Scotland

Teachers' industrial action 'a step closer' says EIS union

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Image caption The EIS says secondary school staff have been put under increased pressure because of the new qualifications system

Scotland's largest teaching union has warned that industrial action over increased workloads is a step closer.

An informal ballot carried out by the EIS showed 93% of secondary staff who took part backed potential action.

The EIS blamed the new qualifications system for increasing demands on staff. EIS general secretary Larry Flanagan said teachers "have had enough".

The Scottish government said industrial action "would not be in the interests of anyone".

The EIS supports the new qualifications - but has long warned about workload, bureaucracy and stress.

One concern is about so-called over-assessment.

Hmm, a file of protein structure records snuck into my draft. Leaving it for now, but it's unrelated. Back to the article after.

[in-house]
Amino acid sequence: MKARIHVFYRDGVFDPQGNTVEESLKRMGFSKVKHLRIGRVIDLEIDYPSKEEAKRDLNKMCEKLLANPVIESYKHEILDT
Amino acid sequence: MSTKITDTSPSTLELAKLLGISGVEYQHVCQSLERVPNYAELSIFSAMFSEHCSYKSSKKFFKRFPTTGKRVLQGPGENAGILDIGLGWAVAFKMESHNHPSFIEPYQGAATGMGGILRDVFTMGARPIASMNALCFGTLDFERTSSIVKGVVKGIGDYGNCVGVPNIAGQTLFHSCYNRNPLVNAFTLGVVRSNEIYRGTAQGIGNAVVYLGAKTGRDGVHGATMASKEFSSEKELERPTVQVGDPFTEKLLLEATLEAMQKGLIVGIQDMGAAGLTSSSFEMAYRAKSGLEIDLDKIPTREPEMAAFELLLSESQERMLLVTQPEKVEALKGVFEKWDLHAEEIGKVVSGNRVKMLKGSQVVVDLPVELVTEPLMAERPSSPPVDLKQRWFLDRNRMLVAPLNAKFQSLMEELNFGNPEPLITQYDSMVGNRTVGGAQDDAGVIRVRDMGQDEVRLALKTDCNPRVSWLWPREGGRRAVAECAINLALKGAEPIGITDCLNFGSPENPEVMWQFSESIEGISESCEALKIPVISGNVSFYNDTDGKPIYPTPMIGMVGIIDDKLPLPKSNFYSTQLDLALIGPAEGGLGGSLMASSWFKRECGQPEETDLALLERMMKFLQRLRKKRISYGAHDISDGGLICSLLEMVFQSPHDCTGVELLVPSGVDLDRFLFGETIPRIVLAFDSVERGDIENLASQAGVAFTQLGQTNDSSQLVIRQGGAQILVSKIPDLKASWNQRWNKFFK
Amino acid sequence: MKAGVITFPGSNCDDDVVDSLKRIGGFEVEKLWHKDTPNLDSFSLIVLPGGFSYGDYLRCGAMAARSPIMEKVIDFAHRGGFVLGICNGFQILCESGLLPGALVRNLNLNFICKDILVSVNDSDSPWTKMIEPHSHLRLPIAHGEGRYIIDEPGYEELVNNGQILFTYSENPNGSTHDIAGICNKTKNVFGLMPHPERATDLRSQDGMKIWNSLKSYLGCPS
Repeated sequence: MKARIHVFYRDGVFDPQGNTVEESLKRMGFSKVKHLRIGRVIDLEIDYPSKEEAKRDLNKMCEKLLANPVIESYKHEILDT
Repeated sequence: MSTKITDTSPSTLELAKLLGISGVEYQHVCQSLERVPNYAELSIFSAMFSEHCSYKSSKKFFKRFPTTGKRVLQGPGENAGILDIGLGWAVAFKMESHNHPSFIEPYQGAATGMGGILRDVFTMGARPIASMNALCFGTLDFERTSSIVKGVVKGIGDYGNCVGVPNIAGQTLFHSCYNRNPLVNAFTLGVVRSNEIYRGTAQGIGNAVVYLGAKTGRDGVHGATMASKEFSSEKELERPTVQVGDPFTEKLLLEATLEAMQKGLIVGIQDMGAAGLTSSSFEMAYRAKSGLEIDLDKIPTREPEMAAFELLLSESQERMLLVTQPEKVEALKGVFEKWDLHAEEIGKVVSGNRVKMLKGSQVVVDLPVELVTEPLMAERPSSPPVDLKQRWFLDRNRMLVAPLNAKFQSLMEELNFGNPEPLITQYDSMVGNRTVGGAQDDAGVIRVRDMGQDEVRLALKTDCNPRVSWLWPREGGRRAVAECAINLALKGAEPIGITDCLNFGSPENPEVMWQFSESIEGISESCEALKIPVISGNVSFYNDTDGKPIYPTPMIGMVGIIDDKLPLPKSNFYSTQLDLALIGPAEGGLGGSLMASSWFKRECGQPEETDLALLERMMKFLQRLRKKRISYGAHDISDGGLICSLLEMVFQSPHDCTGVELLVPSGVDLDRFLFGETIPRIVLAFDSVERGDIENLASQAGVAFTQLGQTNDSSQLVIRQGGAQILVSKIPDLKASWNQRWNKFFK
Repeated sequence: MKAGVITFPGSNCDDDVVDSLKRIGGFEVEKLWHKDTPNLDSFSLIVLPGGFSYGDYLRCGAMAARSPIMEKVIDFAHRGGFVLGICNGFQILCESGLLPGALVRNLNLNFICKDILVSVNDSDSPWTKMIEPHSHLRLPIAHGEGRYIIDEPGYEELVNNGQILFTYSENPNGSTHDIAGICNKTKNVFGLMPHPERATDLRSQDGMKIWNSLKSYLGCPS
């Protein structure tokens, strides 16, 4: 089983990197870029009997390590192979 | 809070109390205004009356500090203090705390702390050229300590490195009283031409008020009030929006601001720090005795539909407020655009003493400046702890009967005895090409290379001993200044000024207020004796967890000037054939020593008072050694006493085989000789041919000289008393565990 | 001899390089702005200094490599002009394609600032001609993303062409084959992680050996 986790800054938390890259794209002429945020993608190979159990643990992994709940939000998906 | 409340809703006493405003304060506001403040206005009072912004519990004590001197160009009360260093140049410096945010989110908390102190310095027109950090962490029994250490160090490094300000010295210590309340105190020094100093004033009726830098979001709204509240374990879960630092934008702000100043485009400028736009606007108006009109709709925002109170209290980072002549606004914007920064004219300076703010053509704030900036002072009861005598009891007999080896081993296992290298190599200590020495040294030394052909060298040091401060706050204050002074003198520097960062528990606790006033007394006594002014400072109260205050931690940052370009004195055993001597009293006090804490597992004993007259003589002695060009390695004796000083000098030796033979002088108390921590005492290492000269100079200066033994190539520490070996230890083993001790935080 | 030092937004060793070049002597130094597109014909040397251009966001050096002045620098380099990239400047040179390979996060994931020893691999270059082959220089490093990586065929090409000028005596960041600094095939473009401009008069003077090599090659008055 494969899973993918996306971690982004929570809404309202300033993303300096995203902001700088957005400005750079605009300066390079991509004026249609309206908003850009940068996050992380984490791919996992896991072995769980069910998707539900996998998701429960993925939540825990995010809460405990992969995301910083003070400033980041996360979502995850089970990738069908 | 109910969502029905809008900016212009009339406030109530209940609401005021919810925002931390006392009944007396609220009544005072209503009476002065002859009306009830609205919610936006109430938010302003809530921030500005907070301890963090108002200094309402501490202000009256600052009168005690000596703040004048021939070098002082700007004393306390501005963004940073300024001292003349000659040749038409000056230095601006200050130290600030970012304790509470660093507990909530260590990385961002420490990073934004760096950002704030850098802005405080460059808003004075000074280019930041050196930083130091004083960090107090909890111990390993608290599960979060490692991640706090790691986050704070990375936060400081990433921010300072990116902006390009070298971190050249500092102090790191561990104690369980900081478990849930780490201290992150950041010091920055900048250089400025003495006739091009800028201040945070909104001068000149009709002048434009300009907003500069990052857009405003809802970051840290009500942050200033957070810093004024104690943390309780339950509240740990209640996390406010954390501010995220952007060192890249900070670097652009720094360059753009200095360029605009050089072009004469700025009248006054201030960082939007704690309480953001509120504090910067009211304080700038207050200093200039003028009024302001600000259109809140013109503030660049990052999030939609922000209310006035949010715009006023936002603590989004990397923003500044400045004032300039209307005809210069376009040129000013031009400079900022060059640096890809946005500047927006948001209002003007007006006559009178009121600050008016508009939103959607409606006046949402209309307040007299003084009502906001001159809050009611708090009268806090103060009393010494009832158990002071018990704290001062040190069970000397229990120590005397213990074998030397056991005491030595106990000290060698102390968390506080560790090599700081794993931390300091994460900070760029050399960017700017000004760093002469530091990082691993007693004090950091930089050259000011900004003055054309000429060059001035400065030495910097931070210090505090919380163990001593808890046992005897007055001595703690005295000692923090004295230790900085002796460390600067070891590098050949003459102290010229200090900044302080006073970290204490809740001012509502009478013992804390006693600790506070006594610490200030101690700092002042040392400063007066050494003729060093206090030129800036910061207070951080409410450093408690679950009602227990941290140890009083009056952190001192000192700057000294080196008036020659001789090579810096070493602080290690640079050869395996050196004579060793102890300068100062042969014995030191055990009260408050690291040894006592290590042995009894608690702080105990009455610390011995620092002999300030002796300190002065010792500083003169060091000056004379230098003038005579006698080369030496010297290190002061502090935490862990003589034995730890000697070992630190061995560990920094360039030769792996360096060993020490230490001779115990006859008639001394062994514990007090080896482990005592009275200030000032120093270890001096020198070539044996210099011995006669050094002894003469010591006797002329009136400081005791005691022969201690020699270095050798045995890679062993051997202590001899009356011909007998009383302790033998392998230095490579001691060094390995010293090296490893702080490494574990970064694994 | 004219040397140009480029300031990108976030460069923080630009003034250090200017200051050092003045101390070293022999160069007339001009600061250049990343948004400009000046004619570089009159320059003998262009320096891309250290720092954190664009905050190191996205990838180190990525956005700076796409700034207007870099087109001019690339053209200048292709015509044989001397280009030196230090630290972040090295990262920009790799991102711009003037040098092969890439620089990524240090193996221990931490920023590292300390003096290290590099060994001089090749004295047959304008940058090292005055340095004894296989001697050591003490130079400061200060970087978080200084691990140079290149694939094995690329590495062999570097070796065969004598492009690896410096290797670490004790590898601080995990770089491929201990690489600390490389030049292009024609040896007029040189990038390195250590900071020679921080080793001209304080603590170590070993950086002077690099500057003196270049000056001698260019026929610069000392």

The union said efforts to deal with workloads had not done enough to help - and balloted its members to get an idea of whether they would be prepared to take industrial action.

Of those who returned ballot papers, 93% (7,175) said they would.

'Depth of anger'

The union has now called for more talks with the Scottish government and the Scottish Qualifications Authority.

If the talks are not successful, there could be a legally-standing vote in the new year followed by a boycott of any additional work related to the qualifications.

Larry Flanagan said: "This overwhelming result demonstrates the depth of anger and frustration that secondary teachers are experiencing in relation to excessive qualifications workload.

"Assessment overload, particularly in relation to National 5 and National 6 Unit Assessments and SQA verification procedures, continues to place a huge strain on pupils and teachers alike.

"Action is needed, and quickly, to reduce this unsustainable workload burden."

A Scottish government spokesman said: "We note the result of this indicative ballot, and will certainly continue our detailed discussions with the EIS and other partners to make improvements to how our qualifications work, in the interests of Scotland's young people.

"These discussions will fully address issues of teacher workload.

"Industrial action would not be in the interests of anyone, least of all children and parents."

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